"'Coase's Theorem' says that once we determine who can legally do what, externalities will vanish as actors pay one another off. This methodology - either the victims bribe the perpetrator to stop the distasteful behavior (when the perpetrator has the legal right to do it) or the perpetrator bribes the victim to put up with the distasteful outcome (when the victims have a right not to suffer the pain) - is considered an epochal innovation in American economics and jurisprudence. Even without understanding all the details and context, this tells us a great deal about our intellectual culture since, in fact, Coase's methodology doesn't work.
Not surprisingly, Coase's 'extort the victim,' 'empower the powerful' analysis was welcome as soon as economists could understand its utility to elites able to make legal claims here, there, and everywhere, thereby profitably spitting this way and that with impunity.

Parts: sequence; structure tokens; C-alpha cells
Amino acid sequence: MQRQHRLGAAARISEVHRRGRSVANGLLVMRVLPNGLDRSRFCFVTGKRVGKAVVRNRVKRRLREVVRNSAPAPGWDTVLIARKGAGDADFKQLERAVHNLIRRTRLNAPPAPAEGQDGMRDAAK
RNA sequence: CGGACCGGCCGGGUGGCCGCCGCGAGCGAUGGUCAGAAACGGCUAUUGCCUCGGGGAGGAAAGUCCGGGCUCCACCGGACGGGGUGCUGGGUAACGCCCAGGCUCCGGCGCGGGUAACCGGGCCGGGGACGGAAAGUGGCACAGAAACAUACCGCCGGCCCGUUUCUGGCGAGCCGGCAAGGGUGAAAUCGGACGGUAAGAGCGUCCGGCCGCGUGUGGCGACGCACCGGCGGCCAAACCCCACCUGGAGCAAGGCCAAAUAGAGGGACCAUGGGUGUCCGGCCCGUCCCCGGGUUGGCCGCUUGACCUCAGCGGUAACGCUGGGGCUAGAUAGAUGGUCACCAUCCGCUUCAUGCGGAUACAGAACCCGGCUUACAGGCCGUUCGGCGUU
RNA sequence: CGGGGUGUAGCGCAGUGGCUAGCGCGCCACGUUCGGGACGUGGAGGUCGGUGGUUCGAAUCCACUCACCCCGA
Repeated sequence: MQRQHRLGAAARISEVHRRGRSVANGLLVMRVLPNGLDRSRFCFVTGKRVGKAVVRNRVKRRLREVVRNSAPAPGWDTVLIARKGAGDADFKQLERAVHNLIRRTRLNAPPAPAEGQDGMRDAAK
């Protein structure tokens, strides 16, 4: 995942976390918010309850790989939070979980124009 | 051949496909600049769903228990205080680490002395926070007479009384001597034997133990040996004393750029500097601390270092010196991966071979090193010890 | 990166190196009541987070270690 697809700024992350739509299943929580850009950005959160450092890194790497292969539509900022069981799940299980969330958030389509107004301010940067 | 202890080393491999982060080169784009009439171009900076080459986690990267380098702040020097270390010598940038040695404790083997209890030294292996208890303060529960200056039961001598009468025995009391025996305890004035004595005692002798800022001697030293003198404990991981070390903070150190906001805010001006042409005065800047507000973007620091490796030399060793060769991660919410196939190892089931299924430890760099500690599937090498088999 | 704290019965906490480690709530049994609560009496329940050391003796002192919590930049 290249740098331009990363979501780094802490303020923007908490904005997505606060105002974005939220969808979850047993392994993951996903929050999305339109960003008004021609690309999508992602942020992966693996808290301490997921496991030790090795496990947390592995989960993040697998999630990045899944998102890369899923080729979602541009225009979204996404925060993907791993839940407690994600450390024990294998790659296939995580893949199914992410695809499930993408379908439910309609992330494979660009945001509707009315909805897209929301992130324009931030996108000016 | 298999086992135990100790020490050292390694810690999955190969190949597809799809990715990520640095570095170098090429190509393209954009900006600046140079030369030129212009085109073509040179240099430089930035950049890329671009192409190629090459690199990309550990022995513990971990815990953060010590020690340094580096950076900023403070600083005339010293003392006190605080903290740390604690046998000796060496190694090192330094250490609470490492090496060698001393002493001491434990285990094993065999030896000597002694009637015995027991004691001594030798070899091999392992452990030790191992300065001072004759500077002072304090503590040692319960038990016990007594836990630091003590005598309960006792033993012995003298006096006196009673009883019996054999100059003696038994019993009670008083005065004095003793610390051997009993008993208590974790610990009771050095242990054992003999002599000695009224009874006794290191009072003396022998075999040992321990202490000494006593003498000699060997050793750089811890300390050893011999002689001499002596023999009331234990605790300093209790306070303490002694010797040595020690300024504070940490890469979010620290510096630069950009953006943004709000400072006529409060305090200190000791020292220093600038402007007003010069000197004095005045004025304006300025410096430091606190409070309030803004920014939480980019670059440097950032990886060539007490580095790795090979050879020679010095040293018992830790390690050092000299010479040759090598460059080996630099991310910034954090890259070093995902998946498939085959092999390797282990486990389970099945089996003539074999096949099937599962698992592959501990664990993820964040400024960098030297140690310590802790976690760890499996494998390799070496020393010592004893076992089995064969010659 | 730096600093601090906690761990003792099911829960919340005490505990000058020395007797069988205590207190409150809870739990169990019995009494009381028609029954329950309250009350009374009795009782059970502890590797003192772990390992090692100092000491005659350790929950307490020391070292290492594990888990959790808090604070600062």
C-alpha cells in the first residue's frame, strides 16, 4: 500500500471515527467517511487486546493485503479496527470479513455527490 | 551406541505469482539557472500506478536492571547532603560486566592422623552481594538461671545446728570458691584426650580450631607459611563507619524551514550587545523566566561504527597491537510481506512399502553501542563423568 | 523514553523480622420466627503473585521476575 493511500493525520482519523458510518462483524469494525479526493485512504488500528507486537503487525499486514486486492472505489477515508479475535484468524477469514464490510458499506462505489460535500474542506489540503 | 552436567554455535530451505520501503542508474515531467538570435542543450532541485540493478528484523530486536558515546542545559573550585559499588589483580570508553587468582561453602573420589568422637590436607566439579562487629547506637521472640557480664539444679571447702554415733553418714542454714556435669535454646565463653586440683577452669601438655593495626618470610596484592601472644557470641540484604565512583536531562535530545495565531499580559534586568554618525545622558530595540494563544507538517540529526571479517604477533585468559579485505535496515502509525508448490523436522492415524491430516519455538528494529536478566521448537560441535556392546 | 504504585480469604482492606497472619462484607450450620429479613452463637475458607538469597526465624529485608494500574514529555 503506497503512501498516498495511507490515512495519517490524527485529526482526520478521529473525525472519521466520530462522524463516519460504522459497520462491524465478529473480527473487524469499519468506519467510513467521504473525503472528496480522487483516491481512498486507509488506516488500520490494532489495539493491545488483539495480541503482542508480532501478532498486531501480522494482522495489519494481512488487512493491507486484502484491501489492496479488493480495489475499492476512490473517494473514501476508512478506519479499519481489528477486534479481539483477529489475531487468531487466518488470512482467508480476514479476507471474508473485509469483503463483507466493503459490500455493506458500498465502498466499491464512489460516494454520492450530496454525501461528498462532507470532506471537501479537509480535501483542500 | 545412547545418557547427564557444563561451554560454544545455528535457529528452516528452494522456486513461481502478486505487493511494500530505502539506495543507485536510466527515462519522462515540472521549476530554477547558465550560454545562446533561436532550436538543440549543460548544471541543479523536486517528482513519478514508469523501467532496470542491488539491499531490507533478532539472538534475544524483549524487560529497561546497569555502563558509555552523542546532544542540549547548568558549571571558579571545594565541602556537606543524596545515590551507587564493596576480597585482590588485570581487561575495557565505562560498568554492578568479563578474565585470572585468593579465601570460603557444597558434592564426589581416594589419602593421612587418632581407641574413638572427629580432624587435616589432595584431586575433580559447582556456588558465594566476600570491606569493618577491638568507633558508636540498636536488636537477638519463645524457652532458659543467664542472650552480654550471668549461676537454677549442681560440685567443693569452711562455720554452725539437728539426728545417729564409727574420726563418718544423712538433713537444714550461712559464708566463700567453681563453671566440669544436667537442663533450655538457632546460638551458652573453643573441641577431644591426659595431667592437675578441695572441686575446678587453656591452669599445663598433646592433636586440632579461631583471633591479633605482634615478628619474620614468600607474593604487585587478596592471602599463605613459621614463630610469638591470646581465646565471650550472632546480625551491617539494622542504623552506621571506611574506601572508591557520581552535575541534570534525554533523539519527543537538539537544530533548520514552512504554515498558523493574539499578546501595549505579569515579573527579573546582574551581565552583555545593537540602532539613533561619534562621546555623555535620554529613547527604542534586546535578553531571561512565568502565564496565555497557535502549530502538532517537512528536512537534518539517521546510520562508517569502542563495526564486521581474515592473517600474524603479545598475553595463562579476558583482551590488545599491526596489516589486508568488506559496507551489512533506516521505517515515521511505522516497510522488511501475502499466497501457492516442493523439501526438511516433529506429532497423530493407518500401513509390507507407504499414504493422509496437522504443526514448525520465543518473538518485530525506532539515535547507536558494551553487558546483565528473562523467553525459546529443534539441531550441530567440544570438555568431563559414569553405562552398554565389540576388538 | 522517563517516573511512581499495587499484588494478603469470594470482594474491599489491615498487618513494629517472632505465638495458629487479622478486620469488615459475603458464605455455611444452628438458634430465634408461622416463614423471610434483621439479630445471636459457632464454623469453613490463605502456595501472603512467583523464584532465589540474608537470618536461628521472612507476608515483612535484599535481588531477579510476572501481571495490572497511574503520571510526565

- Bargains made with only two parties, perpetrator and victim, will rarely if ever be efficient.
- Whenever the perpetrator is a corporation and the victim a far-flung collection of disparate individuals, the latter is at such a disadvantage in seeking recompense that without intervention correction rarely takes place at all.
- Coase's methodology provides a 'bully incentive' for anyone able to muster the courts on their behalf. Suppose Z owns a train. If we have the legal right to spew sparks, we should create the most spark-spewing train we can. If we have the right to be noisy, we should create a decibel demon. Whenever anyone with the means to pursue legal claims has a right that could cause others pain, they should threaten to exercise it and then extort bribery payments to desist. In the absence of a specific legal prohibition, a bully walking down the street should spit on everyone, claiming that he will only suffer the pains of stopping if his vitims bribe him to do so.
Why the hoopla for Coase? First, Coase's Theorem, better named the Bully Theorem, reinstates markets and privatization as optimal, even providing an argument against unwanted government regulation. Second, it elevates 'property rights' to the defining position in jurisprudence and establishes a logic for dealing with externalities perfectly suited to co-optation by capital." -- Michael Albert (November 1991)
6 months ago